The moon hasn’t risen, yet there is a pirate armada rising from the sand. In this desert a tree springs up and we gather to confess to it. We have entered the gates of Black Rock City.
- Soundtrack of the report
- Mad Max 2
Many friends asked, “What exactly is Burning Man?”
To explain Burning Man is to explain fire - easy to describe to someone who’s seen it, but a little tricky to explain to someone who has never seen it. Fire is a myth, until it sparks and explodes, and then it is truth and no one can deny that fire exists because we all feel its scorching power. Then it melts into the wind.
All year round, Black Rock City is flat desert - except for the week when the gates open, and thousands of people come. Then this city ignites. There’s yoga classes. There’s home-brewed beer. There’s a giant scaffold you can climb to get an amazing view of the Playa and the price of admission is a spanking administered by a handsome gentleman who blows a whistle. Like plumes of smoke, people on bicycles, on their feet, on mutant vehicles gush to and from different camps. Someone makes hundreds of servings Challah French toast for breakfast, and someone else makes hundreds of servings of Ethiopian food for dinner. They ask for nothing in return.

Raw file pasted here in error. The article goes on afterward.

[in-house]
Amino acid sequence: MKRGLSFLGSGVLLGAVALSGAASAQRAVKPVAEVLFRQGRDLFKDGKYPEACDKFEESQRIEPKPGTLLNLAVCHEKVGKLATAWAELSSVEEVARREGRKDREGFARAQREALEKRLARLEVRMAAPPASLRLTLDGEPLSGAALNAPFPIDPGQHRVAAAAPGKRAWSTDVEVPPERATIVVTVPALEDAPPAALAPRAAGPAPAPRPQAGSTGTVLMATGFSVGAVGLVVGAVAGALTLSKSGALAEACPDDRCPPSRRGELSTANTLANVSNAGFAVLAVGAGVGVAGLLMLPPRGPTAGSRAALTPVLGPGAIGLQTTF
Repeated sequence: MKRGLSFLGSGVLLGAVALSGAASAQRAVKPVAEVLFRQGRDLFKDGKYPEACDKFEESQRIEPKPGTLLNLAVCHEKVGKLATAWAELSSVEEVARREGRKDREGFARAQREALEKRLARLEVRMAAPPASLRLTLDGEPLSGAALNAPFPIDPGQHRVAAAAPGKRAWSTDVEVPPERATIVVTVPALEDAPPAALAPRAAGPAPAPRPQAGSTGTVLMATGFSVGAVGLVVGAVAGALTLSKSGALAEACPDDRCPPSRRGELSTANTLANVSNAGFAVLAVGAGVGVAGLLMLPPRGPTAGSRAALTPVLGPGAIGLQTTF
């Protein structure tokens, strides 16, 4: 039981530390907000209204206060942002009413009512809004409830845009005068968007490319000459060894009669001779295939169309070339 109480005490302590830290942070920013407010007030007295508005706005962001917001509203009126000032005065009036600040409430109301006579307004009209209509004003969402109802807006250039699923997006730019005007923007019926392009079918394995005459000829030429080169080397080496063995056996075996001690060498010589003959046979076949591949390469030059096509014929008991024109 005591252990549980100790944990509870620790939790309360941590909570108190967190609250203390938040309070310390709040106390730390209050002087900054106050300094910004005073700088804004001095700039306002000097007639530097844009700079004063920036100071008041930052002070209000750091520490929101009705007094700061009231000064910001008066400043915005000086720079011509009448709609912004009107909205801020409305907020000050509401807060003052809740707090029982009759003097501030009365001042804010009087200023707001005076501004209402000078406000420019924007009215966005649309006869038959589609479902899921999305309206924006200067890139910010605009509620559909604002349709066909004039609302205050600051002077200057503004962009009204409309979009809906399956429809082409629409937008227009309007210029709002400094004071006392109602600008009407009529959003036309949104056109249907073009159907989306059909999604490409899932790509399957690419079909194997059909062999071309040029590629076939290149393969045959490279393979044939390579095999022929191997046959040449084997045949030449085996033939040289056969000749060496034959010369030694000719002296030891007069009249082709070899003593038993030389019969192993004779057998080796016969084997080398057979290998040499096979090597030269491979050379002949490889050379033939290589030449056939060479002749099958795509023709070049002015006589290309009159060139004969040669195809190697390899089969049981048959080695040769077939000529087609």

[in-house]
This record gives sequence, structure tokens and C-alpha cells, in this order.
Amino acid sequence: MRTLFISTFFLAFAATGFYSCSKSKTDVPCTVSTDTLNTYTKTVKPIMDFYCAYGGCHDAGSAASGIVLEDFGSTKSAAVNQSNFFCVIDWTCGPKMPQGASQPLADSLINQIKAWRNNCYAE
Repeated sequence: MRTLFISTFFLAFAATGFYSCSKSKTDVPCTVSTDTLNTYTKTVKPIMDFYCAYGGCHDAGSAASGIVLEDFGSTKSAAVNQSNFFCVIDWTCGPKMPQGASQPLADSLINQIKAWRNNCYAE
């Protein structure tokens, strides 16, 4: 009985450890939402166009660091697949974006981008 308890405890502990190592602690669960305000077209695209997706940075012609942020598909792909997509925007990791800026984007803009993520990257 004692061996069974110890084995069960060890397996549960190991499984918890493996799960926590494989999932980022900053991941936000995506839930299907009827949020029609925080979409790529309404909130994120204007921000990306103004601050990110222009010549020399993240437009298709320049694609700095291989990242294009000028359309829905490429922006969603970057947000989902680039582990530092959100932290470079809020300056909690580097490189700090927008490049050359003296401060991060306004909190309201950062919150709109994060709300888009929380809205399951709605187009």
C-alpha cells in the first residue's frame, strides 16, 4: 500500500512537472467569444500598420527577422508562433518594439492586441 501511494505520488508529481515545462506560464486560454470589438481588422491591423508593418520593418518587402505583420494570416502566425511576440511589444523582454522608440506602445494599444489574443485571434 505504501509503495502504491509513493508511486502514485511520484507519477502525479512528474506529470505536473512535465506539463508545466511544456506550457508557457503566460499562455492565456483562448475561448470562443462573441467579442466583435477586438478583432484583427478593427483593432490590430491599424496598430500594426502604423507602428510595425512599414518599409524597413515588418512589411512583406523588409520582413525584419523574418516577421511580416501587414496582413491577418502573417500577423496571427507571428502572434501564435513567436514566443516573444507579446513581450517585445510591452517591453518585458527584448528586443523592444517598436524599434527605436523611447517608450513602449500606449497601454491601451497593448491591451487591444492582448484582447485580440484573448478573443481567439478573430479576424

At night, there’s a skybridge constructed of lasers spanning one end of Black Rock City to the other end. There’s mixed drinks. There’s music (I hope you love bass). There’s a swing. A see-saw. A trampoline and a lot of bicycles that are lit up. An ex-school bus pulls up, it is now working as a roving lounge/nightclub with a full service bar. There’s a giant, robot octopus that shoots out flames in rhythm to the speakers that shoot out sick, sick bass. There is a traveling pirate ship with carousel horses that go up and down the mast you can ride. We dance in the desert, and everyone gets a hug.
There is also warmth here. Someone hands me a necklace made of a miniature bottle with black string running through it. “This red sand,” he explains as he puts it over my head and around my neck, “is from the shores of Australia.”
There is the Temple of Juno. An architectural masterpiece made of wooden lace, painted with stories and tributes to loved ones lost. When I entered, there were masses of people either standing or sitting to listen. I find a small corner outside, and I write two letters, each no more than a sentence.
All this builds to the ceremonials. Lasers target the Man. Fire spinners warm us up. Then there are explosions in the sky and the desert night sky becomes spring as fireworks bloom over and over again into each other. The Man erupts, and though we are nowhere near it, we can all feel the scorching heat.
And slowly, slowly, just like a flame, Black Rock City melts into the wind - until next year.